I understand your confusion. I'm a native English speaker and the first sentence in your question sounds wrong to my ear.
The reason is the what Janus Bahs Jacquet mentioned in a comment (to Laura's answer): Come indicates moving towards the speaker and go indicates moving away from your current position.
Of course, English changes. When I was in 3rd grade (1973) our English class had a section on common mistakes. One of the mistakes in our book was to confuse bring and take. The analogy is the same as come and go. "Bring" indicates to transport something towards the speaker while "take" indicates to transport away from the speaker. I remember laughing out loud when our teacher covered this, thinking that no one would make that mistake. Yet today I hear professional, national newscasters use "bring" in situations where I would use "take." So, apparently, the rules of accepted usage are changing.
I'm surprised to see so many answers on this page that say the first sentence is fine. It's painful to my ear, but it's possible that the meaning of come and go may be changing in a similar way as bring vs. take.
It's possible that your teachers or reference books are from my generation and they are teaching you rules that aren't always followed by younger speakers.
Without a doubt, I would ask Peter "Do you want to go to the zoo with me tomorrow?" (Unless I was already at the zoo, maybe thinking about doing it again the next day. They I would phrase the question using "come.")
So which should you use? You will find plenty of articles on the web that recommend the distinction I was taught, so I would consider that the safest approach. See:
In formal speaking or writing, I would recommend using the difference described in the web articles above. In informal situations, with younger speakers, you may want to try come instead of go, and see what sort of reaction you get.
EDIT: I was running some Google Ngram viewer queries and they made me realize this situation is delightfully more nuanced than I realized at first.
- If a friend and I were sitting at my house and we were making plans for the next day, then I'd still recommend the come vs. go distinction described above.
- But there is a different usage. If I were on my way to the zoo alone, but I saw a friend and I wanted to see if they wanted to accompany me right then and there, then I might ask, "Do you want to come to the zoo with me?" I suspect this usage is a little idiomatic. I'm really inviting the friend to come to me, and then we will go to the zoo together. I'm still thinking this through, but I think I would only use this expression for an immediate situation: When we are going to the zoo right then and there. When I could actually extend a hand to the friend, as if to draw them towards me. In a sense, the emphasis is on asking the friend to "accompany me" (hence use of "come") and where we will be going is secondary. If you rephrase the first sentence as "Do you want to come with me to the zoo?" then the "accompany" meaning of this usage is easier to see. This may be why the answer from J.R. feels that the "with me" part of the question is important.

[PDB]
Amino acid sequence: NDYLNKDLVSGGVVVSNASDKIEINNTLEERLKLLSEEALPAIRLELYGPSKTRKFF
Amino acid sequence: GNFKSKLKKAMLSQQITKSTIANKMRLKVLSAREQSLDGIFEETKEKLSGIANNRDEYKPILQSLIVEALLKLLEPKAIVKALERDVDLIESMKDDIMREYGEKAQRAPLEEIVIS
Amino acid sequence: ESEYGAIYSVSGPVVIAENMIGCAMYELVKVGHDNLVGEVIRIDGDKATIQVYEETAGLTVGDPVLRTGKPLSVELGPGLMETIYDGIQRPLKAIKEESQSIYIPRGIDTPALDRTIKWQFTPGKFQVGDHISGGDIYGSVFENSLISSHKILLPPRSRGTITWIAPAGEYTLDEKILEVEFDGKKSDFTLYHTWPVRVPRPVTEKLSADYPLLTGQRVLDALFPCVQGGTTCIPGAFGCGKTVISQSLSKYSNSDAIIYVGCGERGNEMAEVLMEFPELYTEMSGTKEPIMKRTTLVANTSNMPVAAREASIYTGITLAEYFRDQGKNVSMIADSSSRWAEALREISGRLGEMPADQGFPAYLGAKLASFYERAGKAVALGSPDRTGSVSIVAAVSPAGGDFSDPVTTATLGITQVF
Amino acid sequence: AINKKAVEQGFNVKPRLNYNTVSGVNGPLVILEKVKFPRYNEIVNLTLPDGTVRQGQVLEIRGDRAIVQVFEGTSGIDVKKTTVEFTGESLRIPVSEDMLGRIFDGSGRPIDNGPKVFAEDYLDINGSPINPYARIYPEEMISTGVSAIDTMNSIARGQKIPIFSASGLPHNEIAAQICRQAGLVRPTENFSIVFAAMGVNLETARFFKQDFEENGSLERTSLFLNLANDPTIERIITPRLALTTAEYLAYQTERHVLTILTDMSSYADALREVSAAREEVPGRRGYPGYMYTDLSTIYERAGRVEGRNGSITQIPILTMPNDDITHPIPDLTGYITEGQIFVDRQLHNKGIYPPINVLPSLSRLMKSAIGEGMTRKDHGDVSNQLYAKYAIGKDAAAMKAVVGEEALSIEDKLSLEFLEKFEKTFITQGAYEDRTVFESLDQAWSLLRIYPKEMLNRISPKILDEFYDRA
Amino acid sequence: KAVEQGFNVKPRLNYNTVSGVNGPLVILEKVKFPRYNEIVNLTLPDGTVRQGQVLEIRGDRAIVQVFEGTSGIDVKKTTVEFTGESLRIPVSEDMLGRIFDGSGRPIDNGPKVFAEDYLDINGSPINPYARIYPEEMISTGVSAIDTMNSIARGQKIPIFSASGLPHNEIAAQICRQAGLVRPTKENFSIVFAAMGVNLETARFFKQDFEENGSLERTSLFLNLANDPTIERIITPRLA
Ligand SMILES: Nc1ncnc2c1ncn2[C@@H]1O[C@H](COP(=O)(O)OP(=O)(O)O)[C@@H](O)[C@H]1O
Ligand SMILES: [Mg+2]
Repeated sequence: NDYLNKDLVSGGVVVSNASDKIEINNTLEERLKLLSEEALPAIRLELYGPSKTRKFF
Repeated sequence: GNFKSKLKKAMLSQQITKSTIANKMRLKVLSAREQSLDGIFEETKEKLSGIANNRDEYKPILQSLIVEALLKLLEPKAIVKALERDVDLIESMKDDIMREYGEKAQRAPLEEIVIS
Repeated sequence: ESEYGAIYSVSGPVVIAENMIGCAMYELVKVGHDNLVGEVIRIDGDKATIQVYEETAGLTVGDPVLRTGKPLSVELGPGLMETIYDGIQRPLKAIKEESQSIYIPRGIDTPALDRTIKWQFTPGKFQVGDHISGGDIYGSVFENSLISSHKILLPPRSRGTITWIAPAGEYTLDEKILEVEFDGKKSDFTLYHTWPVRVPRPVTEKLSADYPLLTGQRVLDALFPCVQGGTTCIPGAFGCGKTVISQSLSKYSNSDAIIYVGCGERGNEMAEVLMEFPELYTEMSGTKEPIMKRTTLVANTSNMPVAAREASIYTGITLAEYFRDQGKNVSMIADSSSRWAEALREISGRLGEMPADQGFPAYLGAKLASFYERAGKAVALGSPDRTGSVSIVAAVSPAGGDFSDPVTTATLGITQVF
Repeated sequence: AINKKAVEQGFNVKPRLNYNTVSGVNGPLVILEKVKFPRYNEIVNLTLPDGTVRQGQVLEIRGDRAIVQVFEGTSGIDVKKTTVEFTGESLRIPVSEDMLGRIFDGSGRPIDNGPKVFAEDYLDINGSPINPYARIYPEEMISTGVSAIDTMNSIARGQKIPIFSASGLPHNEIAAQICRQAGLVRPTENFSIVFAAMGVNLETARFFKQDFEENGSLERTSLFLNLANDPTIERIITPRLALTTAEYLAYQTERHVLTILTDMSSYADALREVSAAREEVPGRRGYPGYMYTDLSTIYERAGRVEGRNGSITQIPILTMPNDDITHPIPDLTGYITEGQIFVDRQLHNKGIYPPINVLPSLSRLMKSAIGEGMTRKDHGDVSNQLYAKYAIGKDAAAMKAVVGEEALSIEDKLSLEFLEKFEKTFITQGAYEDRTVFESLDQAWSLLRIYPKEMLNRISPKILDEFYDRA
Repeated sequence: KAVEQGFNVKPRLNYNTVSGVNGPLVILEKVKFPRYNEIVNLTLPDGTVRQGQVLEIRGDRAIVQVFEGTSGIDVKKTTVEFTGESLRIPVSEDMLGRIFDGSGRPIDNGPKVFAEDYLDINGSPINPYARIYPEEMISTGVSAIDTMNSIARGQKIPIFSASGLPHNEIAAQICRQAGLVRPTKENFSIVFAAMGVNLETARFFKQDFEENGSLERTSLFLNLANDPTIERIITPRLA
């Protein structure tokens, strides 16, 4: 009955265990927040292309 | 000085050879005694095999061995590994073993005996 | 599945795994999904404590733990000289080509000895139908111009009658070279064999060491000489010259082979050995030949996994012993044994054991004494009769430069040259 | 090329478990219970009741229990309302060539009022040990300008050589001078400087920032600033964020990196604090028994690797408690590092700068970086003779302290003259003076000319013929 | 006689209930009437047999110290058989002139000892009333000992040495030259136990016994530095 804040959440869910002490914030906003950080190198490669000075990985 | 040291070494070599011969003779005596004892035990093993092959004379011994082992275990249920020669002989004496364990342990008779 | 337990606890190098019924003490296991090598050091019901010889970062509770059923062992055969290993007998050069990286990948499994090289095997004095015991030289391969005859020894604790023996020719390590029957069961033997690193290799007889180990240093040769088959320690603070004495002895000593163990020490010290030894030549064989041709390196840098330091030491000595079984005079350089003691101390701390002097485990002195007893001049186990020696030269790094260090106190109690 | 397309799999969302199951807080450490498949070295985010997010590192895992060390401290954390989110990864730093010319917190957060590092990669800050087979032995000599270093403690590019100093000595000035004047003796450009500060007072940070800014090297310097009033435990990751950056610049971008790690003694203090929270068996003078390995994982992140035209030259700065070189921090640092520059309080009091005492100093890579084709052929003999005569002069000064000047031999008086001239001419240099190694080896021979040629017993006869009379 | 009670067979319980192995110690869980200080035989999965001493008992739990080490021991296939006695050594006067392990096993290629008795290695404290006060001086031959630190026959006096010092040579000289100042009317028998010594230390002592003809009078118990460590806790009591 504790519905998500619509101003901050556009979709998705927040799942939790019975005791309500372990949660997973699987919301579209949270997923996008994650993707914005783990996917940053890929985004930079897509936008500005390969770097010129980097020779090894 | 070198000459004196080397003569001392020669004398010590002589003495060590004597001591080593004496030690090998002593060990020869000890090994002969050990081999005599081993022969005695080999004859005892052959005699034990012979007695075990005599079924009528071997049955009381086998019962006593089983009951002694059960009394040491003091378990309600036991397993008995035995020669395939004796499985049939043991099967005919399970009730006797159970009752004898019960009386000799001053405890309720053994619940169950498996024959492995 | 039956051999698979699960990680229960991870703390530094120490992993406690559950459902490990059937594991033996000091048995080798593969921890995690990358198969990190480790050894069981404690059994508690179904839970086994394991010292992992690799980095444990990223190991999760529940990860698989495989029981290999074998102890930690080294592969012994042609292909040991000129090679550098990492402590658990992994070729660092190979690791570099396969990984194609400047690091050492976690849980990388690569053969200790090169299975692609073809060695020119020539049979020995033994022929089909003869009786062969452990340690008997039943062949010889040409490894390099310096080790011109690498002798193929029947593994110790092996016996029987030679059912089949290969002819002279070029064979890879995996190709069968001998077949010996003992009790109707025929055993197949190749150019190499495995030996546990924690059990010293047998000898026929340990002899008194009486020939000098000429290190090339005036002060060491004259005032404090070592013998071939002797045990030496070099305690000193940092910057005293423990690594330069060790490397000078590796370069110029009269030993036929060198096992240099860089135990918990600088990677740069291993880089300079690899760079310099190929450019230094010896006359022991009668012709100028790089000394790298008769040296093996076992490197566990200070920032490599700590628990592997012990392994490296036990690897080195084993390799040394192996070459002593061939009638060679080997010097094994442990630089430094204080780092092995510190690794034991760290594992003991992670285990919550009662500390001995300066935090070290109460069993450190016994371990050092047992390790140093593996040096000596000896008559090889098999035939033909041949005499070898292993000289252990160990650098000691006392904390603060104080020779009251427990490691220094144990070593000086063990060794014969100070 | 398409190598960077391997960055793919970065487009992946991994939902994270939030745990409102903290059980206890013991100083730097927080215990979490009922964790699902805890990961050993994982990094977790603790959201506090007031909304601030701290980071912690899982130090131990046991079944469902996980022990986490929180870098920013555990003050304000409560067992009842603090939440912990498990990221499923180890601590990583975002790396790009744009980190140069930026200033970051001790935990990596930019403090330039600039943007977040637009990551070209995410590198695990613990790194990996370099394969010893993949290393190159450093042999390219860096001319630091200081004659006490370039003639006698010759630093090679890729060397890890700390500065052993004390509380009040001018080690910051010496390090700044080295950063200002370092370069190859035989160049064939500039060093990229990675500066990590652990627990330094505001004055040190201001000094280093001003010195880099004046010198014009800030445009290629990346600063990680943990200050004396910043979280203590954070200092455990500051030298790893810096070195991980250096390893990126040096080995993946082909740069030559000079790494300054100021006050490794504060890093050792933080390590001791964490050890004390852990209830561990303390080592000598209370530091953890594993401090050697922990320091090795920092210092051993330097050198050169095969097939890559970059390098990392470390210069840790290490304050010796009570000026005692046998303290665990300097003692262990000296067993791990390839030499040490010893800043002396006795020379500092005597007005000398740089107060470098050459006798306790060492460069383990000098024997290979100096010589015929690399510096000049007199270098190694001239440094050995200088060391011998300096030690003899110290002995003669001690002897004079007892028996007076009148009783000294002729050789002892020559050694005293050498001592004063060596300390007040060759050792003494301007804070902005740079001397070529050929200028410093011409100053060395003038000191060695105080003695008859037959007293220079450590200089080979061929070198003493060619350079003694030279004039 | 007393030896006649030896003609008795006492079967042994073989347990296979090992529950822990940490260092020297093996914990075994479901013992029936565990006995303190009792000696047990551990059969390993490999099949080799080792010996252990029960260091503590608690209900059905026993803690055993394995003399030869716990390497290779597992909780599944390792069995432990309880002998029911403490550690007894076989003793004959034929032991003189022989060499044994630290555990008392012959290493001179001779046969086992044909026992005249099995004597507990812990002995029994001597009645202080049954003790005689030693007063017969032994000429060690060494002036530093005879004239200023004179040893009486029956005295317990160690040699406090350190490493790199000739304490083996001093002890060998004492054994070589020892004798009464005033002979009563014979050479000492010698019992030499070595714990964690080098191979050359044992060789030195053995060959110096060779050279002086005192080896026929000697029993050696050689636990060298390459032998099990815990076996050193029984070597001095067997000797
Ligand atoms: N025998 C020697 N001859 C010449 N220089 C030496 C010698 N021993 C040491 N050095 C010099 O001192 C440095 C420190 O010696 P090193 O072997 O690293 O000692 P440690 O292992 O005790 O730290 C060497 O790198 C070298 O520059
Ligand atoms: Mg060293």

Because the example sentence in the original question ends with "tomorrow," I still think the 1st usage applies best. However, maybe the 2nd usage is contributing to the loss of distinction between these cases with younger people. I mean, there is some subjectivity to the idea of "immediacy."
For example, if my friend and I were sitting at home; I'm planning on going to the zoo tomorrow, but my friend is planning on going to a soccer game. If I want to change his mind; if I want him to "change his plans towards mine," so again the emphasis is on accompanying me, then again I might ask "Do you want to come to the zoo with me tomorrow?" In that situation, I would be just as likely to ask if he wanted to "go" to the zoo with me. That would really depend on the emphasis of my mindset at the time.